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As used today, the term “equity” connotes a variety of related, but nonetheless distinct, ideas. In most contexts, equity refers to the body of rules and doctrines that emerged in parallel with the common law, and which merged with the common law by the late nineteenth century. At a purely conceptual level, some trace the term back to Aristotle's notion of epieikeia, or the process of infusing the law with sufficient flexibility to avoid injustice. Lastly, at a largely practical level, a few treat equity as synonymous with a set of remedies that courts can authorize, all of which are characterized by being “extraordinary” and “discretionary” in form and substance.

While equity is often understood as either a repository of substantive rules and doctrines, or, more generally, as a parallel court system that developed in seventeenth and eighteenth century England with its own set of procedural rules and uniquely discretionary remedies, this understanding is incomplete in one important respect. Equity also represents a distinctive approach to legal reasoning within a primarily statute‐centric area of law, involving an increased role for courts in the lawmaking process and a ready recourse to a set of ethical principles that are presumed to be normatively superior to the strict letter of the law. In the traditional common law this use of equity came to be known as the process of “equitable interpretation” or as determining the “equity of the statute.” Used in this conception, it authorized courts to extend or restrict the otherwise clear words of a statute to give effect to the statute's “ratio or purpose.”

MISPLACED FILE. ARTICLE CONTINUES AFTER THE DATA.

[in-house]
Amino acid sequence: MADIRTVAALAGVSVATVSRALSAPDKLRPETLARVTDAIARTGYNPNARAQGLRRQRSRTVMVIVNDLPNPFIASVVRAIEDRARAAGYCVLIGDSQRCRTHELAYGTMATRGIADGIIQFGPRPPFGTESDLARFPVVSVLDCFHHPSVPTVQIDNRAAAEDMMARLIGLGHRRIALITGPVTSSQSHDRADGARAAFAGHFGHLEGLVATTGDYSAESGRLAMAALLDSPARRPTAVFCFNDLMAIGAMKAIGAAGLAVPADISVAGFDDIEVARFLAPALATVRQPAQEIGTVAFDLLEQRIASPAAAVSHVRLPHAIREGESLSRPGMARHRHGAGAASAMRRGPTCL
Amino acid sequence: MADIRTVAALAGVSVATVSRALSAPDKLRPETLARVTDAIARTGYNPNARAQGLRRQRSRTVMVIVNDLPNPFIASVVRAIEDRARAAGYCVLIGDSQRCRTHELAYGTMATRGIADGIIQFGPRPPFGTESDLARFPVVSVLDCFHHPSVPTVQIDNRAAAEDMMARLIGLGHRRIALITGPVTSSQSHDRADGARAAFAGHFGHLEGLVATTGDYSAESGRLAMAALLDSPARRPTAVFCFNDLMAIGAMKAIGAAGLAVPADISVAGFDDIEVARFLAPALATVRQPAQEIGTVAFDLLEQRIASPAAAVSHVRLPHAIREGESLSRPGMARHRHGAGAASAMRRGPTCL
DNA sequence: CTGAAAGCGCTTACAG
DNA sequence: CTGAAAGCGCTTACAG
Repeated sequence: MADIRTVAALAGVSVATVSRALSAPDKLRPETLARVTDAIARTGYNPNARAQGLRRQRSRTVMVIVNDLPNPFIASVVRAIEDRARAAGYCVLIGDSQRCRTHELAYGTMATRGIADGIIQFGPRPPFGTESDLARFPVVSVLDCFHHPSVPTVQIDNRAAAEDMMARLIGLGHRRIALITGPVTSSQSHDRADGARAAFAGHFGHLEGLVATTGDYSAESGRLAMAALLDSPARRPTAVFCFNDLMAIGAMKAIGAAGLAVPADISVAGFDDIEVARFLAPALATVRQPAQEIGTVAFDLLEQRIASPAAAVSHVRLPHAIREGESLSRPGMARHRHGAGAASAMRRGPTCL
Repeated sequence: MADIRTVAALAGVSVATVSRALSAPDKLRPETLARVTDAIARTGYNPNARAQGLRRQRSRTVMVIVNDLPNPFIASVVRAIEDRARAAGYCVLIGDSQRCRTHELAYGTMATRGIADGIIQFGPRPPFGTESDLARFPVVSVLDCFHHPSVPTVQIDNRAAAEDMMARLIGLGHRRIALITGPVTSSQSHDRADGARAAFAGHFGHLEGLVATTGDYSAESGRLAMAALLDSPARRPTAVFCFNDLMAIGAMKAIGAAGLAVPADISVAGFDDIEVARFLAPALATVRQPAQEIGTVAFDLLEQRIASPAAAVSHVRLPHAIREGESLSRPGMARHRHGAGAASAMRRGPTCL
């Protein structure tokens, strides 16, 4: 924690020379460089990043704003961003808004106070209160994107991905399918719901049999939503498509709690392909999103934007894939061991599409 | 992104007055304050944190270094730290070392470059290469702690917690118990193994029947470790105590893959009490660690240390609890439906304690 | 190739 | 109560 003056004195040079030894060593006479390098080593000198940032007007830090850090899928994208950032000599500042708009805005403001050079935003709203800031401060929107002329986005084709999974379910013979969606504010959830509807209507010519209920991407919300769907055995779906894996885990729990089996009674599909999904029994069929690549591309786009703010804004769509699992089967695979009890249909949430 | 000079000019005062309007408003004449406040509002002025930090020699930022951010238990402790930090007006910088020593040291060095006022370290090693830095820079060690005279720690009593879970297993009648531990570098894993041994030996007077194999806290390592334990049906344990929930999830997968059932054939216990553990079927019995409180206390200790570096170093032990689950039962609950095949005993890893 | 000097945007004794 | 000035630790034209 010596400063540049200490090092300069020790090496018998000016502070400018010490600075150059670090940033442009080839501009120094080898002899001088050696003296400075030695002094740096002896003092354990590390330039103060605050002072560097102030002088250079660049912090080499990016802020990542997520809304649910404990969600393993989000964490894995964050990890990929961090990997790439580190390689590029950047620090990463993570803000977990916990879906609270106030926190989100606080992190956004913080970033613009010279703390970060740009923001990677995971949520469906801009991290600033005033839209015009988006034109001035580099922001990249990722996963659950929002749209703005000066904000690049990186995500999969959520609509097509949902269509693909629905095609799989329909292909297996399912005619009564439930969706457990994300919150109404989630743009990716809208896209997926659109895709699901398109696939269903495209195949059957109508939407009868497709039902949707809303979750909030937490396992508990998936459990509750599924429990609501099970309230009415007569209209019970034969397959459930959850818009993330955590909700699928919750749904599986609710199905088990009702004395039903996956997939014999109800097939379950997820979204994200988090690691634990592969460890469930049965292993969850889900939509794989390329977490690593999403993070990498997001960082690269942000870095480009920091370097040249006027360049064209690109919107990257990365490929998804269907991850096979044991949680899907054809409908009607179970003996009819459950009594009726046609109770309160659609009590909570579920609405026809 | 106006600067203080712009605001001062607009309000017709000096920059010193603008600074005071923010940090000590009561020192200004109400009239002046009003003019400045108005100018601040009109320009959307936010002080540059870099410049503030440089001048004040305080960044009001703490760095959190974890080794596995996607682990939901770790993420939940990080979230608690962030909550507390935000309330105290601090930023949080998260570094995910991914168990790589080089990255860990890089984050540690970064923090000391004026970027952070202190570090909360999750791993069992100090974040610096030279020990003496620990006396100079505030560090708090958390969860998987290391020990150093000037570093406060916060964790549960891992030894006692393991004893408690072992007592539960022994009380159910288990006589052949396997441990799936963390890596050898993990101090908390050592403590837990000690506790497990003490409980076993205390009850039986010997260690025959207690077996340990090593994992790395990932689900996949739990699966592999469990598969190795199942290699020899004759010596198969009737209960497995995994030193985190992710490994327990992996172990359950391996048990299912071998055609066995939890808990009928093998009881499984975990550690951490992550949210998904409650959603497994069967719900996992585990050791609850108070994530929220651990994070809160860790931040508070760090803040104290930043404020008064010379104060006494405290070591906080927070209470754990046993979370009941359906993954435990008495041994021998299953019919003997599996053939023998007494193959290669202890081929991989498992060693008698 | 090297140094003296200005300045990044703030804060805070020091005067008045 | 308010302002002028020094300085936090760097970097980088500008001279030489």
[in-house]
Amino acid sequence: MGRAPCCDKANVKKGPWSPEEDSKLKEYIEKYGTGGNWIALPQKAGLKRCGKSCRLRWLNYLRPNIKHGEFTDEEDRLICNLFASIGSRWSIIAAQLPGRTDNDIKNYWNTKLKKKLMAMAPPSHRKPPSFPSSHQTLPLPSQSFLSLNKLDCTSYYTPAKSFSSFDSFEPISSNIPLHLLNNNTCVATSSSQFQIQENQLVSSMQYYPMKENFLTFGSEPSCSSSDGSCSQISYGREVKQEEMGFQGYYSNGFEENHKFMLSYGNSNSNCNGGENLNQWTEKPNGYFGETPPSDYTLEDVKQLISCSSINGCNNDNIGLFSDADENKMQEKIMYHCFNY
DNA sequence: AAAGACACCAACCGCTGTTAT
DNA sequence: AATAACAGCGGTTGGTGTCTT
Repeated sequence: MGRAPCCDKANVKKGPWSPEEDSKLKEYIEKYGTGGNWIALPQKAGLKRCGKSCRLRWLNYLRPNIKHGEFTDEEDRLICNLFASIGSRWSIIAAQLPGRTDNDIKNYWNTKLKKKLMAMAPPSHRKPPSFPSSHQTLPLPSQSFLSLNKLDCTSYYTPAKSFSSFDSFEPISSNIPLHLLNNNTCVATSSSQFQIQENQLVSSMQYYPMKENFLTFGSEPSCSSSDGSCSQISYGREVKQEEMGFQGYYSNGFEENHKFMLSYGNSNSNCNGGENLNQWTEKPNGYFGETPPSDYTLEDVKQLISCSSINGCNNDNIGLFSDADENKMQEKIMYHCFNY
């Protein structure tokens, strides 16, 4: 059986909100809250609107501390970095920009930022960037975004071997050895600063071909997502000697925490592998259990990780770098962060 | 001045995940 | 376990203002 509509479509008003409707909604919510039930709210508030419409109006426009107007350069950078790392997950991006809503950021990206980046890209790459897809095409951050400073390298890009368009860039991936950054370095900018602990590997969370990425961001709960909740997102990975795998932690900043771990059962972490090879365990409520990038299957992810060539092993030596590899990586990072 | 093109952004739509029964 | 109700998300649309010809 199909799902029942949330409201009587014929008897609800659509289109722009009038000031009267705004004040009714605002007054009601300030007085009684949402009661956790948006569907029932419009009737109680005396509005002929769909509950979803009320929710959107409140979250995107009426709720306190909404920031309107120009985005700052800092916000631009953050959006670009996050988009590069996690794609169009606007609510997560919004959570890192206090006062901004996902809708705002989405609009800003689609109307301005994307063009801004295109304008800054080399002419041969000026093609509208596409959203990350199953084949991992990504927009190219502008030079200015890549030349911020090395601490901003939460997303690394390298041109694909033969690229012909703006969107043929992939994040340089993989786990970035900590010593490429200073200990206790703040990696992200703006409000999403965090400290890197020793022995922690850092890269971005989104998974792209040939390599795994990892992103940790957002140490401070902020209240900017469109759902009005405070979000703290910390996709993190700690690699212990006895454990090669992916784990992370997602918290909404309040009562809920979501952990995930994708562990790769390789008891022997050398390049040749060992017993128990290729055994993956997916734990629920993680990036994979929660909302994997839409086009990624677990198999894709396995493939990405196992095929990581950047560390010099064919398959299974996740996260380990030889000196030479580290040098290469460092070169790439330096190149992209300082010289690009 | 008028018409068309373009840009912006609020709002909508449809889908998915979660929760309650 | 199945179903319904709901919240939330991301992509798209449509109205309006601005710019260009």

In this Article, we argue that equity, understood in this sense, is deeply influential in the construction and operationalization of copyright doctrine. While copyright law is obviously statutory in origin, the influence of equity on its working is best seen in relation to the role that the federal courts—primarily the U.S. Supreme Court—have had on its shape and direction. In a variety of doctrinal areas, the Supreme Court's copyright jurisprudence reveals a distinct pattern of curbing behavior that, while in strict compliance with the letter of the law, is inconsistent with the values and purposes of the copyright system. The Supreme Court's efforts to align the text of the statute's directives with its perceived goals thus partakes of what the common law characterized as the process of giving effect to the equity of the statute. While premised on the notion of gap filling, the process was routinely directed at curtailing opportunistic behavior on the part of litigants who sought to take advantage of the statute's literal terms, while violating the unstated normative goals of the legislation. A careful examination of Supreme Court decisions on core copyright issues over the last few decades reveals the profound role that the equity of the statute has had on the content of copyright doctrine. In addition, it sheds light on the real and all too often overlooked role that courts play in the creation and construction of both copyright doctrine and the copyright system's underlying goals and values.

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